Friday December 13, 1996
In theory no subject is off-limits to satire, and the bolder the choice the better--provided, of course, you have the talent, imagination and, most important, the courage to go the distance.
With "Citizen Ruth," which tries to skewer the excesses on both sides of the red-hot debate over abortion, director and co-writer Alexander Payne cops out, and the result is off-putting, despite a sparkling cast headed by a fearless Laura Dern in the title role.
Dern is at first hard to recognize as the wasted Ruth Stoops, who in her small Midwestern town has been arrested 16 times for "hazardous vapor inhalation" and has been in treatment for substance abuse six times. Ruth talks a lot about being "in a bad place" and "trying to get her life together" but really lives to party and get high sniffing glue or whatever else she can inhale. When she nearly overdoses, lands in a hospital and then jail, she's found to be pregnant--she already has had four children, none in her custody--the judge threatens her with felony criminal endangerment if she doesn't get an abortion.
Regardless of the threat, she makes it clear she doesn't want yet another kid she's incapable of taking care of, but she's swiftly overtaken by the local chapter of an anti-abortion organization, the Baby-Savers. A Baby-Saver couple (Mary Kay Place and Kurtwood Smith) pay her bail and take her into their home. Place and Smith contribute hilarious caricatures of folksy born-again abortion foes, and "Citizen Ruth" looks to take no prisoners.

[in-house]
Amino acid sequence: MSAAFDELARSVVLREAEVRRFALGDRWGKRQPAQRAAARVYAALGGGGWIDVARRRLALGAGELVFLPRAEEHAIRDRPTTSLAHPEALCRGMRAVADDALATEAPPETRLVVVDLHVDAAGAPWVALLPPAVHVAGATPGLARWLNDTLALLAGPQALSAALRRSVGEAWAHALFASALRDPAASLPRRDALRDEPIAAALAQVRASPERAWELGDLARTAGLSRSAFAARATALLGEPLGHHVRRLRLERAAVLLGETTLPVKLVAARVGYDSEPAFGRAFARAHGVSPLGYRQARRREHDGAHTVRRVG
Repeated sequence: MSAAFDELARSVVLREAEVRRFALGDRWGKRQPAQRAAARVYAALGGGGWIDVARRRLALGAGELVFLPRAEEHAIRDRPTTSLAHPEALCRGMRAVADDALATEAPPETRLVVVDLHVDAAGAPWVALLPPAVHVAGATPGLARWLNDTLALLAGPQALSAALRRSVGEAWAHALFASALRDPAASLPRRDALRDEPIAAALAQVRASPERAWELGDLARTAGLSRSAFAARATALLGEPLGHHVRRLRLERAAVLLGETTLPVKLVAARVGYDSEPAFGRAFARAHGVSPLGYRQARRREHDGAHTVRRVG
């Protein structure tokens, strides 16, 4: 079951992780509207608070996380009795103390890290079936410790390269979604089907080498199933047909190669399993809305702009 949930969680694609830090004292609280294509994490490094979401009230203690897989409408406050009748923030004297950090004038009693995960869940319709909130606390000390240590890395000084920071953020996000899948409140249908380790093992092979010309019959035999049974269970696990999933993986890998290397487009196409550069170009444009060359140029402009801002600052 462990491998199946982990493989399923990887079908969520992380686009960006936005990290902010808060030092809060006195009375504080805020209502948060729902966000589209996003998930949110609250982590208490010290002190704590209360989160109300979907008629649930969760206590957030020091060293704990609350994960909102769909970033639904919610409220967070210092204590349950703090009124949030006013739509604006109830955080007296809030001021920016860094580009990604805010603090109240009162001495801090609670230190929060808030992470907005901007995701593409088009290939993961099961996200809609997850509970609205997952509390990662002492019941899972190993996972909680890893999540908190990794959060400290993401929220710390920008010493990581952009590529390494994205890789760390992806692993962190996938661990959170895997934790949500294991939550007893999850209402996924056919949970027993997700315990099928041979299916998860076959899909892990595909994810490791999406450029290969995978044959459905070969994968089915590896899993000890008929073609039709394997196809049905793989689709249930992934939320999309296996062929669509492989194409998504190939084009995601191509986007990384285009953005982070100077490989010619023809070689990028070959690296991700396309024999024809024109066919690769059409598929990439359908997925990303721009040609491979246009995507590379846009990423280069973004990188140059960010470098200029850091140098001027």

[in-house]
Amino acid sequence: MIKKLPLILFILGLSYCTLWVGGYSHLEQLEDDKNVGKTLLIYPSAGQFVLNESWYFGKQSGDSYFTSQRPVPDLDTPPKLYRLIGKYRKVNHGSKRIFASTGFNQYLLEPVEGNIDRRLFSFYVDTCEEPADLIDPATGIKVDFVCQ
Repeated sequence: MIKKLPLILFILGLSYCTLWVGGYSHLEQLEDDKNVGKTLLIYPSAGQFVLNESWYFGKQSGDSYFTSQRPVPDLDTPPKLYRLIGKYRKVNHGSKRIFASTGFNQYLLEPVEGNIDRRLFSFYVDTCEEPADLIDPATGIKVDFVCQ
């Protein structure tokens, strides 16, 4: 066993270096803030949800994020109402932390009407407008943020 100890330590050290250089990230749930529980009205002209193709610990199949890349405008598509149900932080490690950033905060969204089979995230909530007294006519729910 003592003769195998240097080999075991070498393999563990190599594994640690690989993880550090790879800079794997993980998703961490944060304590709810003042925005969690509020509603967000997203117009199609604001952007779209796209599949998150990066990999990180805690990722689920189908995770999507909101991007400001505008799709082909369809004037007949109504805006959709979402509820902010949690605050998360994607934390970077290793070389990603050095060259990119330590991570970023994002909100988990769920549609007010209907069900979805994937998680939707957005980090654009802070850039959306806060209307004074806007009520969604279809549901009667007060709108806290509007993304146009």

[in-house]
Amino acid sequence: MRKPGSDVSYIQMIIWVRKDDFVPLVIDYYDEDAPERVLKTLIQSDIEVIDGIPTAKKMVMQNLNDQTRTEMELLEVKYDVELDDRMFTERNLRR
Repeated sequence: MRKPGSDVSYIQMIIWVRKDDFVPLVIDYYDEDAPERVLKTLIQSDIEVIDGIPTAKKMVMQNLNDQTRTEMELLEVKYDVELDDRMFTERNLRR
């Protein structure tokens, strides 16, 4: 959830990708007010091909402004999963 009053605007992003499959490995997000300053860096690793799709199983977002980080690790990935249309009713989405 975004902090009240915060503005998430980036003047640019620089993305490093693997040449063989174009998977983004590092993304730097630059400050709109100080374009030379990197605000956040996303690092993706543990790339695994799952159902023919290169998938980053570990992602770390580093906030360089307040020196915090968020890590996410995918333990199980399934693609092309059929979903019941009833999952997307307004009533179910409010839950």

However, the picture starts going awry early on because Payne and co-writer Jim Taylor haven't come to grips with the reality that you have to come down on one side or the other of the abortion issue, which doesn't allow much in the way of a middle ground beyond chastising both sides for exploiting indigent, irresponsible young women like Ruth. Basically, you either believe in a woman's right to choose or you don't.
Payne clearly believes in Ruth's right to think for herself, but in a stab at fair play he tries to have fun with the abortion rights group that tries to co-opt her from the Baby-Savers. He presents that group's local leader (Swoosie Kurtz) as an essentially serious, intelligent, three-dimensional person, but for dubious laughs he suggests strongly that she and virtually all her comrades are gay and are given to worshiping a moon goddess.
Payne at least holds his ground with Ruth, at heart an unrepentant, foul-mouthed reprobate with survival instincts as strong as her self-destructive tendencies, and Dern plays her with gusto and absolutely no special pleading. Burt Reynolds turns up as the Baby-Savers' national leader, a snake oil salesman if ever there was one, and as his opposite number, the abortion-rights advocate head, an elegant, take-charge Tippi Hedren.
Citizen Ruth, 1996. R, for substance abuse, strong language and a sex scene. A Miramax presentation. Director Alexander Payne. Producers Cary Woods & Cathy Konrad. Screenplay by Payne & Jim Taylor. Cinematographer James Glennon. Editor Kevin Tent. Costumes Tom McKinley. Music Rolfe Kent. Production designer Jane Ann Stewart. Set decorator Lisa Denker. Running time: 1 hour, 45 minutes. Laura Dern as Ruth Snoops. Swoosie Kurtz as Diane Sieglar. Kurtwood Smith as Norm Stoney. Mary Kay Place as Gail Stoney.Copyright © 2015, Los Angeles Times